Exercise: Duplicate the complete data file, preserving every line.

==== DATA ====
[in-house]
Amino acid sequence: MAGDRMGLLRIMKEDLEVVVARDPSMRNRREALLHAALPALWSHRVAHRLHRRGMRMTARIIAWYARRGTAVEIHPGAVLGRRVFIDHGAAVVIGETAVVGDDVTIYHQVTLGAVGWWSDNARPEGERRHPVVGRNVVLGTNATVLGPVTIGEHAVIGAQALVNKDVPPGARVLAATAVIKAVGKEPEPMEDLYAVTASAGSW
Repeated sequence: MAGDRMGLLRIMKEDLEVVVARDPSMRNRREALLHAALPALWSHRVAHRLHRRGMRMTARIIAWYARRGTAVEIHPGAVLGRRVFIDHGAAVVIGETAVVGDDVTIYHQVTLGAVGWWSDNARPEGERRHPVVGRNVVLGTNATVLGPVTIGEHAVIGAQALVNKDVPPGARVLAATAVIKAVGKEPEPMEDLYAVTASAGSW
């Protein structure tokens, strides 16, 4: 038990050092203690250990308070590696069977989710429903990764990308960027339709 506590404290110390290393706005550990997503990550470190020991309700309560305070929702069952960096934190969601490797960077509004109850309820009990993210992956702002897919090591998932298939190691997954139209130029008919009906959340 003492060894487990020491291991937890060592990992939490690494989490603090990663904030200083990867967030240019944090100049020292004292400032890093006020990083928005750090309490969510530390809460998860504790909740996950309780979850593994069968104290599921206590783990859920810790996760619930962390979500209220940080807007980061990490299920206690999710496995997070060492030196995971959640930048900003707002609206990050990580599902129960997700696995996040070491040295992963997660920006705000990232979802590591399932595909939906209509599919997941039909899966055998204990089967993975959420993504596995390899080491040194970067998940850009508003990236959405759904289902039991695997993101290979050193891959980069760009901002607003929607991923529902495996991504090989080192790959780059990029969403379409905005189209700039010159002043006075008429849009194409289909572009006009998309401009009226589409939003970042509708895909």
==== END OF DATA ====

[in-house]
Amino acid sequence: MAGDRMGLLRIMKEDLEVVVARDPSMRNRREALLHAALPALWSHRVAHRLHRRGMRMTARIIAWYARRGTAVEIHPGAVLGRRVFIDHGAAVVIGETAVVGDDVTIYHQVTLGAVGWWSDNARPEGERRHPVVGRNVVLGTNATVLGPVTIGEHAVIGAQALVNKDVPPGARVLAATAVIKAVGKEPEPMEDLYAVTASAGSW
Repeated sequence: MAGDRMGLLRIMKEDLEVVVARDPSMRNRREALLHAALPALWSHRVAHRLHRRGMRMTARIIAWYARRGTAVEIHPGAVLGRRVFIDHGAAVVIGETAVVGDDVTIYHQVTLGAVGWWSDNARPEGERRHPVVGRNVVLGTNATVLGPVTIGEHAVIGAQALVNKDVPPGARVLAATAVIKAVGKEPEPMEDLYAVTASAGSW
């Protein structure tokens, strides 16, 4: 038990050092203690250990308070590696069977989710429903990764990308960027339709 506590404290110390290393706005550990997503990550470190020991309700309560305070929702069952960096934190969601490797960077509004109850309820009990993210992956702002897919090591998932298939190691997954139209130029008919009906959340 003492060894487990020491291991937890060592990992939490690494989490603090990663904030200083990867967030240019944090100049020292004292400032890093006020990083928005750090309490969510530390809460998860504790909740996950309780979850593994069968104290599921206590783990859920810790996760619930962390979500209220940080807007980061990490299920206690999710496995997070060492030196995971959640930048900003707002609206990050990580599902129960997700696995996040070491040295992963997660920006705000990232979802590591399932595909939906209509599919997941039909899966055998204990089967993975959420993504596995390899080491040194970067998940850009508003990236959405759904289902039991695997993101290979050193891959980069760009901002607003929607991923529902495996991504090989080192790959780059990029969403379409905005189209700039010159002043006075008429849009194409289909572009006009998309401009009226589409939003970042509708895909």